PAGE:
Three interesting books were on sale at the conference: Eve Lindemuth Bodeux’s Maintaining Your Second Language (“practical and productive strategies for translators, teachers, interpreters and other language lovers”); Tess Whitty’s The Marketing Cookbook for Translators (“foolproof recipes for a thriving freelancer career”); and the 3rd edition of Corinne McKay’s How to Succeed as a Freelance Translator.
|Eve, Tess and Corinne with their books|
The second session was “Inside the Mind of a Project Manager: Common Questions and Concerns”, a presentation on how to work better with beleaguered project managers, delivered with verve by Andie Ho. Andie spoke of the care and feed of PMs (i.e., how to keep them happy). She mentioned such common-sense things as making sure we keep communication channels open, being honest about our abilities, and not being afraid of asking intelligent questions. No platitudes such as “there is no such a thing as a dumb question” from Andie: her rule of thumb is that if you can find the answer within two minutes with a simple Google search, then, yes, the question was dumb and wasted the PM’s time. Final thoughts from Andie’s presentation: “PM are not out there to get you—are you out to get your PM?”
The next presentation was “Creating a Compatible Customer Base within the Language Services Industry”, by Karen Tkaczyk, on how to get a better class of clients. The main takeaway for everyone here was that the “ideal customer” doesn’t exist, and that we should aim instead at assembling an ideal basket of good customers.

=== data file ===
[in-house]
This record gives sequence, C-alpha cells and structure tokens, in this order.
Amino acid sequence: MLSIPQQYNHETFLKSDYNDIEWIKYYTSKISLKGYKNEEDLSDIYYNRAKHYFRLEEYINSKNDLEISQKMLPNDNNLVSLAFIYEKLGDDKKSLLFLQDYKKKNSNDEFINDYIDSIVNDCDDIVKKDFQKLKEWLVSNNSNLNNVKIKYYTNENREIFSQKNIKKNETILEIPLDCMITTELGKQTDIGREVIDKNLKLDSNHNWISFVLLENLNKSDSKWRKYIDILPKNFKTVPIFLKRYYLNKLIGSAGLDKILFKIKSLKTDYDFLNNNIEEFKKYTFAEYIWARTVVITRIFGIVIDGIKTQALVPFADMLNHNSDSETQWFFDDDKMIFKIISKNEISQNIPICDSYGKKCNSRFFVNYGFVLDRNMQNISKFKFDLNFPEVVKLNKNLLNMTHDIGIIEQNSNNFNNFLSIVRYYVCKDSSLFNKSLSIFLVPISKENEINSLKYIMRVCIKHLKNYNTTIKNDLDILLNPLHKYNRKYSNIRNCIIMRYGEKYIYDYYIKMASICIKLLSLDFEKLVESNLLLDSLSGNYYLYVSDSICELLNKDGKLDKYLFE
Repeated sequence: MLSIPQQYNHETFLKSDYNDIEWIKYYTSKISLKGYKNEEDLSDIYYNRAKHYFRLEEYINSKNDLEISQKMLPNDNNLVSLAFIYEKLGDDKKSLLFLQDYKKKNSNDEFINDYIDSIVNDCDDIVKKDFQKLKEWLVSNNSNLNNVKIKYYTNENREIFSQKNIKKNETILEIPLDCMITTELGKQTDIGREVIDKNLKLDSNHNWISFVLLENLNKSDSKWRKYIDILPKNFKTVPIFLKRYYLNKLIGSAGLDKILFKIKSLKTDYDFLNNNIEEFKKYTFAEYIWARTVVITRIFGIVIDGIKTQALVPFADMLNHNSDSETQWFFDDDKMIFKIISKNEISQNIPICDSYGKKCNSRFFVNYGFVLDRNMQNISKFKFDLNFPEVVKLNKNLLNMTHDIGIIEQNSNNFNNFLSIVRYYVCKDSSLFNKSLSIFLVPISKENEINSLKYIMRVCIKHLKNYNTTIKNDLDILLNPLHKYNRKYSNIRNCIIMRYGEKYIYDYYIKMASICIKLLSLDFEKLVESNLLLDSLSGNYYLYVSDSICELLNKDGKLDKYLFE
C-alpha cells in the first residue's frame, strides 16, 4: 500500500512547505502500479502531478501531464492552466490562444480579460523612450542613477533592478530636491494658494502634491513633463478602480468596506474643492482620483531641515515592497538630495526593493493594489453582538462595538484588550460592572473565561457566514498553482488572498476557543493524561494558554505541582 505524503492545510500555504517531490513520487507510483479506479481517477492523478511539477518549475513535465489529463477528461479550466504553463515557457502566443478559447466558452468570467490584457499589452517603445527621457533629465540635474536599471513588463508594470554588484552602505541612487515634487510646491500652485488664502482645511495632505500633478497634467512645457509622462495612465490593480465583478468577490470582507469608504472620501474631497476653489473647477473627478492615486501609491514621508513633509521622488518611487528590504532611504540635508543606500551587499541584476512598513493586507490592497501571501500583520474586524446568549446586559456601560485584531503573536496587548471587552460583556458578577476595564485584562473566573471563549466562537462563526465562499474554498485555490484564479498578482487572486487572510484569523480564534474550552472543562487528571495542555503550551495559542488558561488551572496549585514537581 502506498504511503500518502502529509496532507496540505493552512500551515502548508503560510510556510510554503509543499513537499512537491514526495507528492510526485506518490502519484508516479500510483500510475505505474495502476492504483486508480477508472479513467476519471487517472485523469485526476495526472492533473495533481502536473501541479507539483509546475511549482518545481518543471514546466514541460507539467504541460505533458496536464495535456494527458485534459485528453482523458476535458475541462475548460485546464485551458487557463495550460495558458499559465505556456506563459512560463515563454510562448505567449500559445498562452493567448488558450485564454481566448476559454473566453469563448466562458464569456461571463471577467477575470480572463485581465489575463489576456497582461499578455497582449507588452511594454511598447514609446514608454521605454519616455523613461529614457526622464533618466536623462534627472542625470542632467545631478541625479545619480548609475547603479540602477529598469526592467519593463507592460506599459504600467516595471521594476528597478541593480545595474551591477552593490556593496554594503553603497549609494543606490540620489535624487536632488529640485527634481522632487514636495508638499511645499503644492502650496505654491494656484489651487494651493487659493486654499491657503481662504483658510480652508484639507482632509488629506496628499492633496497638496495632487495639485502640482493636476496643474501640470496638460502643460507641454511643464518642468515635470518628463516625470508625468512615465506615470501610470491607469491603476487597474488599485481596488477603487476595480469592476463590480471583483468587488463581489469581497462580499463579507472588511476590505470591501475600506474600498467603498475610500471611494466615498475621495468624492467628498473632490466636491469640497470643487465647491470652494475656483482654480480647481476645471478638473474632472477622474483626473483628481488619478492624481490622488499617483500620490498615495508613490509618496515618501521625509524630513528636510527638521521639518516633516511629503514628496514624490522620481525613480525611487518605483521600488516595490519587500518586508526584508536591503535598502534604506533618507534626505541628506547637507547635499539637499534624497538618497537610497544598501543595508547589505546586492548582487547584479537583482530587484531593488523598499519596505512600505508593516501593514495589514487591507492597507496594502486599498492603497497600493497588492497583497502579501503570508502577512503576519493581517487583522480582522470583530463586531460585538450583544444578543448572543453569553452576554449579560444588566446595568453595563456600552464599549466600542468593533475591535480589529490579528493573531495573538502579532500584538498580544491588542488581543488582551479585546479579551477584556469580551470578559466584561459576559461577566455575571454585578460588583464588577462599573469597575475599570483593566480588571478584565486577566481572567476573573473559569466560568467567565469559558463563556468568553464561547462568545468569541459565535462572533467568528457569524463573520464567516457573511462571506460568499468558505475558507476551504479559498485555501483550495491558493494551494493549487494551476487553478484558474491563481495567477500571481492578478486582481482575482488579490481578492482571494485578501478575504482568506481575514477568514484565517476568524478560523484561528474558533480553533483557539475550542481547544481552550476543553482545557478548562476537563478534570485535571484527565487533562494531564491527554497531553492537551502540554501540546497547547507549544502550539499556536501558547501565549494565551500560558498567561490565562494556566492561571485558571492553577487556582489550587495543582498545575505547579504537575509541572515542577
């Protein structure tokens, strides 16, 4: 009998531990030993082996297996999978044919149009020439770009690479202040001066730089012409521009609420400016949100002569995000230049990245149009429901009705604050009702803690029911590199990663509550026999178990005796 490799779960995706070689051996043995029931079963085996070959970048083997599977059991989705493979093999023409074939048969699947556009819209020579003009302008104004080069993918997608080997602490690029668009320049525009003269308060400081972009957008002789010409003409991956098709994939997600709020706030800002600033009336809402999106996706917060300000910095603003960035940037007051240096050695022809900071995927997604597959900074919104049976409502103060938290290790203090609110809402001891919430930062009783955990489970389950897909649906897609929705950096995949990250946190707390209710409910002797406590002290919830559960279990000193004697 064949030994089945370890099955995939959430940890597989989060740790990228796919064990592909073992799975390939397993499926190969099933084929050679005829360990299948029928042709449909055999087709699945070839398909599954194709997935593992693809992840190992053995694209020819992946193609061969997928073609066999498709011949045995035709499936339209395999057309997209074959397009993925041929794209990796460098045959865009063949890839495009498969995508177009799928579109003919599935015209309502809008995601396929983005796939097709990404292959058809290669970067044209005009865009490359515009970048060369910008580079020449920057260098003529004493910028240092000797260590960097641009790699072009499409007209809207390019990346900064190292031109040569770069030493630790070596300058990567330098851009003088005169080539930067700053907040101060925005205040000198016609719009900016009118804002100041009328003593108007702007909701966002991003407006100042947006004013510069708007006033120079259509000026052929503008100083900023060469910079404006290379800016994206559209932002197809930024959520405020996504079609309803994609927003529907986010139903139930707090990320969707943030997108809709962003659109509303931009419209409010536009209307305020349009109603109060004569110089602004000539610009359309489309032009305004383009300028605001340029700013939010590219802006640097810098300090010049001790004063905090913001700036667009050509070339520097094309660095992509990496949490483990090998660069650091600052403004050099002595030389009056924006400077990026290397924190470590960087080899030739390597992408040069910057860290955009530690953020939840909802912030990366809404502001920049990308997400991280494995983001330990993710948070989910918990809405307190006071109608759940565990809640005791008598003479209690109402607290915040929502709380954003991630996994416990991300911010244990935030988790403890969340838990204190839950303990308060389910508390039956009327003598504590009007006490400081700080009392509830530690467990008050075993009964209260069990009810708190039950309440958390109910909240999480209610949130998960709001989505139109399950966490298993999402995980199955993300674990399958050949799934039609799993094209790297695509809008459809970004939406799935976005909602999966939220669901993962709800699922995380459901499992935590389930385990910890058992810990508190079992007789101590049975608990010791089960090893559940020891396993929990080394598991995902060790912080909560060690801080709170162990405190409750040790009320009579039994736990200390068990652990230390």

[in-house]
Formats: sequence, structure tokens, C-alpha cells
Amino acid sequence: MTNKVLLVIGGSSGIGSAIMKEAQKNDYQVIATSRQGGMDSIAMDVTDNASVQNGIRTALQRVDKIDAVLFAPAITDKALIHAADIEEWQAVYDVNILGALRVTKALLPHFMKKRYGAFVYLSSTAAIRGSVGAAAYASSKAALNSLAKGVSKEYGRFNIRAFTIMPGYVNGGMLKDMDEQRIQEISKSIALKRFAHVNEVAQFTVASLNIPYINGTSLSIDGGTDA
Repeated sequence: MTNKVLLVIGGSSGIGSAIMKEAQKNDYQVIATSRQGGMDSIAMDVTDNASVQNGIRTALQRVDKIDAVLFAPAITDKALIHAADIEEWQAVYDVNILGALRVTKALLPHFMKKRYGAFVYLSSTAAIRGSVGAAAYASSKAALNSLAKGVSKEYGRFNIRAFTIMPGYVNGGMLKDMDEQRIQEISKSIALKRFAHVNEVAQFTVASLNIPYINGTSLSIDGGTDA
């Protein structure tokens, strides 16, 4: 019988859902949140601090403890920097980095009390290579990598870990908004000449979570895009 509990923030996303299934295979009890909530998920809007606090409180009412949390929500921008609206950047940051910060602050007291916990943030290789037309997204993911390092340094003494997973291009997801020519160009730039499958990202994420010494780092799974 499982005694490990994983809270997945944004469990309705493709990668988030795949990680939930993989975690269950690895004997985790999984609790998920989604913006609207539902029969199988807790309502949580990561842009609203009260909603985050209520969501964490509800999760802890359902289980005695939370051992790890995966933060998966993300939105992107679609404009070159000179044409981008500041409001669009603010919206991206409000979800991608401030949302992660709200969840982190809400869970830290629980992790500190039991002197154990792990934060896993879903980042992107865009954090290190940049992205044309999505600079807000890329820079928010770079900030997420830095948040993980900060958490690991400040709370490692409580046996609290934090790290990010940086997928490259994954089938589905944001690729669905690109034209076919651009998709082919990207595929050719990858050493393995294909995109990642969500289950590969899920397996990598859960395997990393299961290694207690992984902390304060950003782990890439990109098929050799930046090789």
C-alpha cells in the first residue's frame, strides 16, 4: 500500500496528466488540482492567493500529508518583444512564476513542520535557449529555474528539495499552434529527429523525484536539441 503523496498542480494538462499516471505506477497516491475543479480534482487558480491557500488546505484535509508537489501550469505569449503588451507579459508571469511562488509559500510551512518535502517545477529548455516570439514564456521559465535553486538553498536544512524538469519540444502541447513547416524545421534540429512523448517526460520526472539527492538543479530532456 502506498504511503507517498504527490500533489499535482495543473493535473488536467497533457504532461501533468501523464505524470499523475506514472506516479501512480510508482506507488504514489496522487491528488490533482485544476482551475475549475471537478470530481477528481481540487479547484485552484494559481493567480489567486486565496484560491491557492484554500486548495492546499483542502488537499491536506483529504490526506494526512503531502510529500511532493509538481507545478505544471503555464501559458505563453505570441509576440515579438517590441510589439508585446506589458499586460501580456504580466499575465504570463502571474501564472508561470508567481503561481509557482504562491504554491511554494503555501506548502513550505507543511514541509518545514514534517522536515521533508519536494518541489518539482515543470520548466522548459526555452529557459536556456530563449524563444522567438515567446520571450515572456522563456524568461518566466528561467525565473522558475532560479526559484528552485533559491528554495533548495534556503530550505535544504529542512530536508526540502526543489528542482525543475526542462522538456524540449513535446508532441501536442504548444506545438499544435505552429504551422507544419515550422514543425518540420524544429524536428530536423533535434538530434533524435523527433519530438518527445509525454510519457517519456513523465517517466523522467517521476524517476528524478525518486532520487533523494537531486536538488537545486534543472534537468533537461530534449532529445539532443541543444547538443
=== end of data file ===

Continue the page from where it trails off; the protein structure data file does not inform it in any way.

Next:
“Automating Termbase Creation”, by Sameh Ragab (who came to Boulder all the way from Egypt just for the conference), was a must-go presentation for anyone interested in translation tools. Sameh answered the question “Why is terminology important?” by saying that good terminology helps make our translations more clear, consistent and easier to review, thus achieving faster turnaround. Good terminology increases brand value, both for clients and for us. I’m looking forward to reading Sameh’s presentation on the CTA’s website: he promised he would include references to all the enticing programs he described.
|Sameh Ragab, outgoing CTA President Thaïs Lips, myself and Andie Ho|
On Sunday we took part in two workshops: “Create Focus and Simplify Your Marketing Efforts with a Marketing Plan for Your Translation Business”, by Tess Whitty, and “It’s All About Style: Creating Consistent Documents for Clients” on how to create a style sheet to improve consistency, by Alice Levine. This session on creating a style sheet was an eye-opener, for me: I didn’t know that the best way to create a style sheet is not while translating, writing, or editing, but as a separate step, when all your attention goes to deciding what should go on the style sheet. After the exercises we did during the workshop, now I see why: it’s important, and deserves full, undivided concentration.
The setting, once again at the National Center for Atmospheric Research in the foothills above Boulder, contributed stunning views and a beautiful mountain environment just outside the conference.
|Sketch of NCAR from afar|
P.S. I haven't mentioned the presentations that I didn't get to, but if anybody who has attended them would like to send me a brief recap of what was said there, I'd be happy to add to this post.